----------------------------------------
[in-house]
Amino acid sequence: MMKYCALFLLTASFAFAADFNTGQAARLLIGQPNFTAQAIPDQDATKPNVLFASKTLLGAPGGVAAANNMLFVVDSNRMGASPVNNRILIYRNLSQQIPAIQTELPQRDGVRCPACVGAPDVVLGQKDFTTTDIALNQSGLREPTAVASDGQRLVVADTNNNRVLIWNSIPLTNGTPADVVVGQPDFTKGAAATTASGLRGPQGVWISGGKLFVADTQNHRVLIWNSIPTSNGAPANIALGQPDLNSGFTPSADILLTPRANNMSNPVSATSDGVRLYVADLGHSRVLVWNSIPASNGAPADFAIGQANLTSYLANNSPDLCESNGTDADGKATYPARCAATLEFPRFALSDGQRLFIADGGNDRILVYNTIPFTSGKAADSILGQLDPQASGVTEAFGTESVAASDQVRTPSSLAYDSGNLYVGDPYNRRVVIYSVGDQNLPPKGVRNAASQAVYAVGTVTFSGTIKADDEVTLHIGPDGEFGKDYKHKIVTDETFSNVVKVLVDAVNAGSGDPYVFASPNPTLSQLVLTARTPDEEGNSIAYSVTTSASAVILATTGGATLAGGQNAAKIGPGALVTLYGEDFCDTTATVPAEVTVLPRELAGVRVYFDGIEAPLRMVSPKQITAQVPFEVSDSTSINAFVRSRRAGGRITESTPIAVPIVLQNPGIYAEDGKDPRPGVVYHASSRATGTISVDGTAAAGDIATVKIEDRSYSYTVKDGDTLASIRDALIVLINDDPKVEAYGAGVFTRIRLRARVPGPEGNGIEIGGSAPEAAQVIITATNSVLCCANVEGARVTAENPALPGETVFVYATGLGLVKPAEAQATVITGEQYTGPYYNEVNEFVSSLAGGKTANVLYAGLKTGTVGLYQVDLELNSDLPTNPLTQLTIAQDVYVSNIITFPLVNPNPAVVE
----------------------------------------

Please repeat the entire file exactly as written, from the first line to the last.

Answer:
[in-house]
Amino acid sequence: MMKYCALFLLTASFAFAADFNTGQAARLLIGQPNFTAQAIPDQDATKPNVLFASKTLLGAPGGVAAANNMLFVVDSNRMGASPVNNRILIYRNLSQQIPAIQTELPQRDGVRCPACVGAPDVVLGQKDFTTTDIALNQSGLREPTAVASDGQRLVVADTNNNRVLIWNSIPLTNGTPADVVVGQPDFTKGAAATTASGLRGPQGVWISGGKLFVADTQNHRVLIWNSIPTSNGAPANIALGQPDLNSGFTPSADILLTPRANNMSNPVSATSDGVRLYVADLGHSRVLVWNSIPASNGAPADFAIGQANLTSYLANNSPDLCESNGTDADGKATYPARCAATLEFPRFALSDGQRLFIADGGNDRILVYNTIPFTSGKAADSILGQLDPQASGVTEAFGTESVAASDQVRTPSSLAYDSGNLYVGDPYNRRVVIYSVGDQNLPPKGVRNAASQAVYAVGTVTFSGTIKADDEVTLHIGPDGEFGKDYKHKIVTDETFSNVVKVLVDAVNAGSGDPYVFASPNPTLSQLVLTARTPDEEGNSIAYSVTTSASAVILATTGGATLAGGQNAAKIGPGALVTLYGEDFCDTTATVPAEVTVLPRELAGVRVYFDGIEAPLRMVSPKQITAQVPFEVSDSTSINAFVRSRRAGGRITESTPIAVPIVLQNPGIYAEDGKDPRPGVVYHASSRATGTISVDGTAAAGDIATVKIEDRSYSYTVKDGDTLASIRDALIVLINDDPKVEAYGAGVFTRIRLRARVPGPEGNGIEIGGSAPEAAQVIITATNSVLCCANVEGARVTAENPALPGETVFVYATGLGLVKPAEAQATVITGEQYTGPYYNEVNEFVSSLAGGKTANVLYAGLKTGTVGLYQVDLELNSDLPTNPLTQLTIAQDVYVSNIITFPLVNPNPAVVE